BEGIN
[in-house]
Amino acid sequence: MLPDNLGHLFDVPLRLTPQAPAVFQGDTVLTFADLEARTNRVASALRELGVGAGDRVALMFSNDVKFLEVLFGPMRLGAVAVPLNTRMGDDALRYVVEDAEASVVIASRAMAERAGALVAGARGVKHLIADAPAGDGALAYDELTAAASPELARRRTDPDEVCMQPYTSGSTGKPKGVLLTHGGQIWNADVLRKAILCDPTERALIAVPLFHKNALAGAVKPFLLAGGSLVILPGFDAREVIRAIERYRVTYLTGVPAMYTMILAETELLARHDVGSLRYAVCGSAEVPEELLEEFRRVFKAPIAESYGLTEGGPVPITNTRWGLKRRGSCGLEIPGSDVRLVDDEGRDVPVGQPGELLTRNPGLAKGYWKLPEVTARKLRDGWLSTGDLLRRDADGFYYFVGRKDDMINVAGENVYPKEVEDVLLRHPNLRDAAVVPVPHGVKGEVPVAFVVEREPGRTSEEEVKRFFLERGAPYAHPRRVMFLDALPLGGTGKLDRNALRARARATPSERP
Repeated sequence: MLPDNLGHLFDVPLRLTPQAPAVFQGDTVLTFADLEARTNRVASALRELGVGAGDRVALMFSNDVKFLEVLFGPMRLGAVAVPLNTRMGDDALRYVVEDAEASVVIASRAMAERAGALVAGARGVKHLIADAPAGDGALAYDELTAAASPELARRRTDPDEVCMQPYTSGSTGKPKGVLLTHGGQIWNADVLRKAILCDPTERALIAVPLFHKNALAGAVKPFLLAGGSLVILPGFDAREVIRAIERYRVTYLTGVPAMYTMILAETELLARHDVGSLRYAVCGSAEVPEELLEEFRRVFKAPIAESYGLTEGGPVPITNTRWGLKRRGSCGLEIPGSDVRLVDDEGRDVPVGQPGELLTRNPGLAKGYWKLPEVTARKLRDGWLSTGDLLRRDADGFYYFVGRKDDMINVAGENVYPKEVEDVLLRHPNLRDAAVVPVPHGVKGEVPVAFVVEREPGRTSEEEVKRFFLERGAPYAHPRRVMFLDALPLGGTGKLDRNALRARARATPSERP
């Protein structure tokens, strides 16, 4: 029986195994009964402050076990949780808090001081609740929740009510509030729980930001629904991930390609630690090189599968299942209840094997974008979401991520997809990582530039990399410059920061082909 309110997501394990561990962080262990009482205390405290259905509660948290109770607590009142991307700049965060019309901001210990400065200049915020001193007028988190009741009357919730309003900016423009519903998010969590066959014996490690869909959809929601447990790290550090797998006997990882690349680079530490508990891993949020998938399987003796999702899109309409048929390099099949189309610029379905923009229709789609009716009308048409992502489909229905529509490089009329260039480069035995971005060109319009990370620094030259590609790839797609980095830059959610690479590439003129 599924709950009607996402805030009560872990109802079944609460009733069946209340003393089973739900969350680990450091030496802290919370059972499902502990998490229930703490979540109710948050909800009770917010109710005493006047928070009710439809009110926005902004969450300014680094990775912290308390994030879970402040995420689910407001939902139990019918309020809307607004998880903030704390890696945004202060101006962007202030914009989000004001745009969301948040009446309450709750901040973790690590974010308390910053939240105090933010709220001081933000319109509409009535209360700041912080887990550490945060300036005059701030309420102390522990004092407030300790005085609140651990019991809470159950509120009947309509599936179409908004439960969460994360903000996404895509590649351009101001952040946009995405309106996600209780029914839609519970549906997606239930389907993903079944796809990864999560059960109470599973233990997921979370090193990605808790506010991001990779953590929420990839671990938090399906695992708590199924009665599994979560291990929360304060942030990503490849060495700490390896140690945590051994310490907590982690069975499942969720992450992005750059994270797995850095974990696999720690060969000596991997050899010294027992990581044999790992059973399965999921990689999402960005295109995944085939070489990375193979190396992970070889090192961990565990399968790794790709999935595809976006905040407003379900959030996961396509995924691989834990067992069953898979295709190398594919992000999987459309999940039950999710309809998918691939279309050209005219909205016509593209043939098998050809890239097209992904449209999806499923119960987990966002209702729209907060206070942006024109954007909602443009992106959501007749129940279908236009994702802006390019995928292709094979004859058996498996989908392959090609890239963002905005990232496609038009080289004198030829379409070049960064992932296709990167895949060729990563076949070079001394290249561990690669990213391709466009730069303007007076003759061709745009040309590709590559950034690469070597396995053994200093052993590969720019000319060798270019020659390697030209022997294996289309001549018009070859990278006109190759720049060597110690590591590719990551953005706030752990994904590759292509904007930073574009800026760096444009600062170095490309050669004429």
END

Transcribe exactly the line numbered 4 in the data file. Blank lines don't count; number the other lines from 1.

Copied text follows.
């Protein structure tokens, strides 16, 4: 029986195994009964402050076990949780808090001081609740929740009510509030729980930001629904991930390609630690090189599968299942209840094997974008979401991520997809990582530039990399410059920061082909 309110997501394990561990962080262990009482205390405290259905509660948290109770607590009142991307700049965060019309901001210990400065200049915020001193007028988190009741009357919730309003900016423009519903998010969590066959014996490690869909959809929601447990790290550090797998006997990882690349680079530490508990891993949020998938399987003796999702899109309409048929390099099949189309610029379905923009229709789609009716009308048409992502489909229905529509490089009329260039480069035995971005060109319009990370620094030259590609790839797609980095830059959610690479590439003129 599924709950009607996402805030009560872990109802079944609460009733069946209340003393089973739900969350680990450091030496802290919370059972499902502990998490229930703490979540109710948050909800009770917010109710005493006047928070009710439809009110926005902004969450300014680094990775912290308390994030879970402040995420689910407001939902139990019918309020809307607004998880903030704390890696945004202060101006962007202030914009989000004001745009969301948040009446309450709750901040973790690590974010308390910053939240105090933010709220001081933000319109509409009535209360700041912080887990550490945060300036005059701030309420102390522990004092407030300790005085609140651990019991809470159950509120009947309509599936179409908004439960969460994360903000996404895509590649351009101001952040946009995405309106996600209780029914839609519970549906997606239930389907993903079944796809990864999560059960109470599973233990997921979370090193990605808790506010991001990779953590929420990839671990938090399906695992708590199924009665599994979560291990929360304060942030990503490849060495700490390896140690945590051994310490907590982690069975499942969720992450992005750059994270797995850095974990696999720690060969000596991997050899010294027992990581044999790992059973399965999921990689999402960005295109995944085939070489990375193979190396992970070889090192961990565990399968790794790709999935595809976006905040407003379900959030996961396509995924691989834990067992069953898979295709190398594919992000999987459309999940039950999710309809998918691939279309050209005219909205016509593209043939098998050809890239097209992904449209999806499923119960987990966002209702729209907060206070942006024109954007909602443009992106959501007749129940279908236009994702802006390019995928292709094979004859058996498996989908392959090609890239963002905005990232496609038009080289004198030829379409070049960064992932296709990167895949060729990563076949070079001394290249561990690669990213391709466009730069303007007076003759061709745009040309590709590559950034690469070597396995053994200093052993590969720019000319060798270019020659390697030209022997294996289309001549018009070859990278006109190759720049060597110690590591590719990551953005706030752990994904590759292509904007930073574009800026760096444009600062170095490309050669004429």